If you’d like to get rid of heartburn without turning to medication, there are a few natural options. Baking soda mixed with water can help neutralize stomach acid. Eating a little bit of ginger may also help, though avoid drinking ginger ale as carbonated drinks can actually make the problem worse. Diluting a bit of apple cider vinegar in water might do the trick, and some people say that licorice root can also help.

Go Easy on the Alcohol

Drinking beer during the game is a popular pastime, reinforced by the slew of beer ads shown during commercial breaks. As the game lasts about three hours (or more, if there is overtime!), that’s a long time for drinking. Although you might be persuaded to drink throughout the game, don’t. Not only might it lead to a hangover the next day, all that alcohol can seriously tax your liver — and beer has a lot of calories anyway.

If you insist on drinking a lot, have a glass of water with or after each alcoholic beverage. That’s because alcohol is a diuretic and removes water from your blood through urine. This can lead to dehydration, which contributes to a hangover. Also, don’t drink on an empty stomach. Having some food in your stomach will slow the absorption of alcohol into your bloodstream – but it still can’t prevent you from getting drunk if you drink too much too quickly.

Many Medications Taken Longer Than Recommended

Many people continue to take prescription drugs months after clinical guidelines recommend, a practice that increases the risk of side effects from individual drugs as well as from drug interactions.

New research examines the issue of legacy prescribing, which is when drugs are taken for longer than needed to treat a condition. A new study, published in the Annals of Family Medicine, examined 50,000 patients in Canada who were prescribed drugs that are typically taken for more than three months but not indefinitely. The drug classes were antidepressants; proton-pump inhibitors (PPIs), which are used to treat heartburn and acid reflux; and bisphosphonates, which treat osteoporosis by stemming bone density loss.

Nearly half of patients on an antidepressant – 46% – were on it for more than 15 months, even though a current recommendation states they should be prescribed it for only six months after a mood episode is resolved. PPIs shouldn’t be taken for longer than three months. However, 45% of patients were prescribed them for longer than 15 months. The recommendation for bisphosphonate prescriptions is 5.5 years, yet 14% of people on those drugs took them for at least six months longer than that.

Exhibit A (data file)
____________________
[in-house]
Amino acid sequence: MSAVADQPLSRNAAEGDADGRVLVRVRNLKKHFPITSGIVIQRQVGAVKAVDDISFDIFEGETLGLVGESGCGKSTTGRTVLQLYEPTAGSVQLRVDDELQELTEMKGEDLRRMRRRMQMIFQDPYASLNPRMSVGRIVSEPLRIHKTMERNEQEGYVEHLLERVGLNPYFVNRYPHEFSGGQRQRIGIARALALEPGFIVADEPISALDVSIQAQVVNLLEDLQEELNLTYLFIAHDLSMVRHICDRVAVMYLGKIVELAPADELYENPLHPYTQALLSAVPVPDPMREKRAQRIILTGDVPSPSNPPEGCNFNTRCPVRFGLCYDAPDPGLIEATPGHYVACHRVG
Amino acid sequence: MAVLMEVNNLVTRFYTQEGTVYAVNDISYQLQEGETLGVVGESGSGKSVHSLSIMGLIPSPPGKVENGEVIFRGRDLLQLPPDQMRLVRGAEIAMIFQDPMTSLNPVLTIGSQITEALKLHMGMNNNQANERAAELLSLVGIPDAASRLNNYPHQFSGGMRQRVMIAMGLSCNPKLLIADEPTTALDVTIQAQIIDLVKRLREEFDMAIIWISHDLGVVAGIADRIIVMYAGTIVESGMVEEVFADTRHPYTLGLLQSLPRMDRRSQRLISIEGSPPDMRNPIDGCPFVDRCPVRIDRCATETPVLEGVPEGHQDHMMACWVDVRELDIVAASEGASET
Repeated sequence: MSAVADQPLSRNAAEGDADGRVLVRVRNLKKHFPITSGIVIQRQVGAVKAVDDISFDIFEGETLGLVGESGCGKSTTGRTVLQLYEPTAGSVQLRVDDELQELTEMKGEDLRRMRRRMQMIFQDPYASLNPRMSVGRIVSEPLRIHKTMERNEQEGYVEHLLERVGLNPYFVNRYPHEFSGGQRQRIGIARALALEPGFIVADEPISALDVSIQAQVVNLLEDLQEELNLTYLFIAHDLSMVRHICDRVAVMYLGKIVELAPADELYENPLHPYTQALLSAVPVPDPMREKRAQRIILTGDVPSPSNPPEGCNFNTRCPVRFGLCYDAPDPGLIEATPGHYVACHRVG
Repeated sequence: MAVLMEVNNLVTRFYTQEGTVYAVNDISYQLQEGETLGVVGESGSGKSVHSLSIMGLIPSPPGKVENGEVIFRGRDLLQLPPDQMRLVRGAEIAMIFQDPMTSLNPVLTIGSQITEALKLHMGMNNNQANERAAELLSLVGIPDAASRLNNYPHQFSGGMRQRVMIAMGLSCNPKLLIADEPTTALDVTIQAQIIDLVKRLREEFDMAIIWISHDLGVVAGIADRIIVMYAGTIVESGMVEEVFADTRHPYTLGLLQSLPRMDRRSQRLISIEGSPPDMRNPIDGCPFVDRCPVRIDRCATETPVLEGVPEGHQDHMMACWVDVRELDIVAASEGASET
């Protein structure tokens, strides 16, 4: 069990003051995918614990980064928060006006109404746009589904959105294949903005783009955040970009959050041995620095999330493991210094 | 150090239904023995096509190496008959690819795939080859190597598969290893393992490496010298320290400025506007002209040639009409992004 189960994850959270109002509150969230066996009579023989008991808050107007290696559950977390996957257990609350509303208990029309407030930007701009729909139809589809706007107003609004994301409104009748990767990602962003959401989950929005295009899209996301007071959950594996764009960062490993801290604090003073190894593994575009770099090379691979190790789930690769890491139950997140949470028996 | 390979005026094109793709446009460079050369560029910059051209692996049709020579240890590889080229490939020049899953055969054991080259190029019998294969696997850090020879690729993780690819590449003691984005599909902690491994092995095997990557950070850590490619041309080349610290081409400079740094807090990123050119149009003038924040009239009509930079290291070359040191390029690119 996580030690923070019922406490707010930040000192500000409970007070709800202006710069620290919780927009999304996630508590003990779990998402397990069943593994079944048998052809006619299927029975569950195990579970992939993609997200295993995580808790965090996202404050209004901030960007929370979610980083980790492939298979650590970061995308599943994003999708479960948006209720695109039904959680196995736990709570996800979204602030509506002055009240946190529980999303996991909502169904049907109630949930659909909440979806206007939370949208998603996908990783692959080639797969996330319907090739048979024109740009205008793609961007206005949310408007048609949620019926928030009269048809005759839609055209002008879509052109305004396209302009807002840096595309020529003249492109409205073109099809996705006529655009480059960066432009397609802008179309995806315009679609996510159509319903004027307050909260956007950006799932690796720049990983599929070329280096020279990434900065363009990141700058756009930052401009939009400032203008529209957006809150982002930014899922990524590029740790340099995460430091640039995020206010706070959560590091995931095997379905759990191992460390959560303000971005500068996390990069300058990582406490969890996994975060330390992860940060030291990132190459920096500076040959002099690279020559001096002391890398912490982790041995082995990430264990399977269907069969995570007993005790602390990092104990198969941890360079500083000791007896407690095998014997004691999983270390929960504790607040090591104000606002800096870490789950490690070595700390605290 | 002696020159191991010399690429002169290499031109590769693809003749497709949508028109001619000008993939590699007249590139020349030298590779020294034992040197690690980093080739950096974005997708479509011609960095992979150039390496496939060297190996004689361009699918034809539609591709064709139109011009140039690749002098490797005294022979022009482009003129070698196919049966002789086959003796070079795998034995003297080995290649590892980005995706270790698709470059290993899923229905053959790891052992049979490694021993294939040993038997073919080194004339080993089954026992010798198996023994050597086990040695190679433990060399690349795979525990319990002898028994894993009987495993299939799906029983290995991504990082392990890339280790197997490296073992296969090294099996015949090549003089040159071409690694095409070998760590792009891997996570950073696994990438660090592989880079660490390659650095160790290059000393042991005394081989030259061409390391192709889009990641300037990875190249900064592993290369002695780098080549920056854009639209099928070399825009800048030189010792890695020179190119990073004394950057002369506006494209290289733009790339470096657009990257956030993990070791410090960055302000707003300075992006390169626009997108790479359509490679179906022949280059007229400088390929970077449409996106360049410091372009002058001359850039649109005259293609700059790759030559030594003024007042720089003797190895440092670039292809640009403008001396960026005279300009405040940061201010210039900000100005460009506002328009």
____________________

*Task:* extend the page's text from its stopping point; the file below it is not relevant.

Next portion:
For example, long-term use of PPIs has been linked to several health issues. In one study, patients who had taken the drugs for at least five years had a higher risk of developing kidney disease than those on another type of acid-reducing medication. Another study found long-term PPI use may be associated with an increased risk for stomach cancer.

Quick Hits: Antibiotics and Childhood Obesity, Alternative Therapies Don’t Cure Cancer & More

Children that are given antibiotics before the age of two are more likely to become obese in childhood, according to a new study. Researchers looked at the medical records of more than 333,000 toddlers. Those that were given an antibiotic by the time they were two years old were 26% more likely to eventually be diagnosed with childhood obesity. The risk increased the more antibiotic prescriptions a child received and the more classes of antibiotics that were prescribed. The study also found that infants given acid-reducing medications also had a higher likelihood of obesity, though the increased risk was only about 2%. The researchers said that antibiotics and acid-reducing medications can kill bacteria in the gut involved in regulating body weight. Posted October 30, 2018. Via Gut.